NEW YORK — As speculation continues to swirl over its possible sale and breakup, The Jones Group Inc. said Wednesday that adjusted earnings per share for the third quarter beat Wall Street’s consensus estimate by 6 cents.
The company posted a 66.5 percent increase in net income for the three months ended Oct. 5, rising to $28.3 million, or 38 cents a diluted share, compared with $17 million, or 22 cents, a year ago. On an adjusted basis, earnings per share were 48 cents for the quarter, versus adjusted EPS of 57 cents a year ago. That’s still 6 cents better for the current period than the consensus estimate among Wall Street analysts of 42 cents. Net sales fell 1.3 percent to $1.01 billion from $1.25 billion.
For the nine months, net income rose 6.7 percent to $25.5 million, or 34 cents a diluted share, from $23.9 million, or 31 cents, a year ago. Net sales rose 1.8 percent to $2.84 billion from $2.79 billion.
Wesley R. Card, chief executive officer, told Wall Street analysts in a conference call that the “strongest segment once again was domestic wholesale jeanswear.”
Card added that given the economic backdrop, “we’re maintaining our overall conservative approach to planning. It still remains unclear how consumers’ discretionary spending will develop in the final quarter of 2013, although economic conditions continue to be slowly improving worldwide.”
In a telephone interview, Card noted candidly that as the weather cooled in October, there was strong demand across some categories. “We’re in a strong boot cycle, as well as casual shoes. We could have a very good fourth quarter. It could shift quickly. It could shift with the weather or different macroeconomic conditions, such as the feelings people have on job security and where they stand.”
He said that denim for spring is trending toward softer colors, and “new treatments and other washes with interesting textures” have helped the company stay ahead of the competition.
Richard Dickson, president and ceo of branded businesses, said that there’s been a rebound in dresses, “particularly in Anne Klein, with graphic prints inspired by the Anne Klein archive.” Dresses in the Jones line also feature graphics, but they’re more “signature prints, consistent graphic prints refreshed season after season,” according to Dickson.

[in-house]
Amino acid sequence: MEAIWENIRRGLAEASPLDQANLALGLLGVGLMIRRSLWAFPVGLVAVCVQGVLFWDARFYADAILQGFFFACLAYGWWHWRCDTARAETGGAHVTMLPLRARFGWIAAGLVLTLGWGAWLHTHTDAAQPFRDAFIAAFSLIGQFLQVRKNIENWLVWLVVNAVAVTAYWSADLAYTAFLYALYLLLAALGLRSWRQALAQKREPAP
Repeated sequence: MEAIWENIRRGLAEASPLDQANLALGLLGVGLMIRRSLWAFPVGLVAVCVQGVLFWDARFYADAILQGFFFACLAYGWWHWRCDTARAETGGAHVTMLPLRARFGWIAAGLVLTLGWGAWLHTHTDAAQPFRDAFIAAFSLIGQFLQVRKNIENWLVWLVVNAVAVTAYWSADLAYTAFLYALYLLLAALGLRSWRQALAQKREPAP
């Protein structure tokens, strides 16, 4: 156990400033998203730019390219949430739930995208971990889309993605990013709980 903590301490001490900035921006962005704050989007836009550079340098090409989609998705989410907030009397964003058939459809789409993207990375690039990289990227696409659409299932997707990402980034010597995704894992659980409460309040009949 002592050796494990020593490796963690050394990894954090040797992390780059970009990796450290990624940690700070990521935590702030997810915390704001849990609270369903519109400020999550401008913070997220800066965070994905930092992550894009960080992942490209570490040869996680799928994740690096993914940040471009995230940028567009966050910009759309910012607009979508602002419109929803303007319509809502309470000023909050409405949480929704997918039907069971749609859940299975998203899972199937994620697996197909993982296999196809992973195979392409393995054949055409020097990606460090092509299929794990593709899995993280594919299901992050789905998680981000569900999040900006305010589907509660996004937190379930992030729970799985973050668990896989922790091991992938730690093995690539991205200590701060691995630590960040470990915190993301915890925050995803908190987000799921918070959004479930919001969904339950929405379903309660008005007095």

Card declined to comment on the status of a possible sale of the apparel and footwear divisions at Jones.
A report from Citigroup analyst Jenna Giannelli said, “We think it would be one of its higher-growth assets such as Nine West and Stuart Weitzman for which we think they could fetch at least $1 billion.”
Sycamore Partners is said to be tracking the footwear unit, while G-III Apparel Group is looking to acquire the apparel component. Financial sources said that G-III is out shopping for financing. Neither Sycamore, G-III nor Jones have ever commented about any possible transaction.
Shares of Jones closed at $15.35 in trading Wednesday on the New York Stock Exchange.
“Azzedine has been one of the biggest influences in my life. He has always been such a strong, loving, fatherly figure to me. I call him Papa. His designs are indescribably unique, they are pieces of art. He knew how to make the female form look its loveliest. I have so many memories of him; my favorite might be during my first show with him in Paris. He liked me and he wanted to help me get more work. He called all his friends at Kenzo and Comme des Garcons, and asked them to book me. They said, ‘But she can’t walk!’ And he said, ‘but she has such a great ass!' His friendship and support has been the great privilege of my career. I can't imagine life without him. Repose en paix mon Papa.” - @stephanieseymour tells @wwd. #wwdfashion (📷: @steveeichner) #alaia #azzedinealaia
Azzedine Alaïa, flanked by two of his closest friends, models Stephanie Seymour and Naomi Campbell.
He designed Seymour’s dress for her 1995 wedding to Peter Brant, and treated Campbell (who famously called him Papa), like a daughter. For more on the legendary designer, tap the link in bio. #wwdfashion #alaia #azzedinealaia
Azzedine Alaïa's “I-did-it-my-way” ethos stood out starkly at a time when brands are experimenting with consumer-facing fashion shows, coed formats and trans-seasonal collections – anything to perk up lackluster sales of ready-to-wear in an age of Insta-everything. “It’s not creation anymore. This becomes a purely industrial approach,” the late designer told WWD in an interview last year. “But anyway, the rhythm of collections is so stupid. It’s unsustainable. There are too many collections.” Read more about the iconic designer’s life and work on wwd.com, link in bio. #wwdfashion #azzedinealaia (📷: @WWD Archive, 1986) #alaia
Sneaker reselling app @goat’s latest exhibit, "The Greatest: New York," tells the story of New York's sneaker culture. To celebrate the exhibit, an intimate crowd gathered on Thursday night at the pop-up gallery space, located at Platform in Culver City, to hear guest speaker and illustrator @esymai talk about her own rise in streetwear and women in the business. "For me I'm just someone who is creative. I like to create things," said Chang. #wwdfashion
Azzedine Alaïa, one of the most iconic couturiers of the modern era whose body-con designs defined Eighties fashion, has died in Paris. The diminutive Tunisian-born designer, known for his structured knitted dresses with fitted waists and impeccably cut, figure-hugging second skin silhouettes was deeply admired by his peers, and counted supermodel Naomi Campbell - his adoptive daughter - among his inner circle, one of a gang of glamazons including Farida Khelfa, Carla Bruni and Stephanie Seymour who became ambassadors of his style. (📷: Alexandre Guirkinger) #wwdblast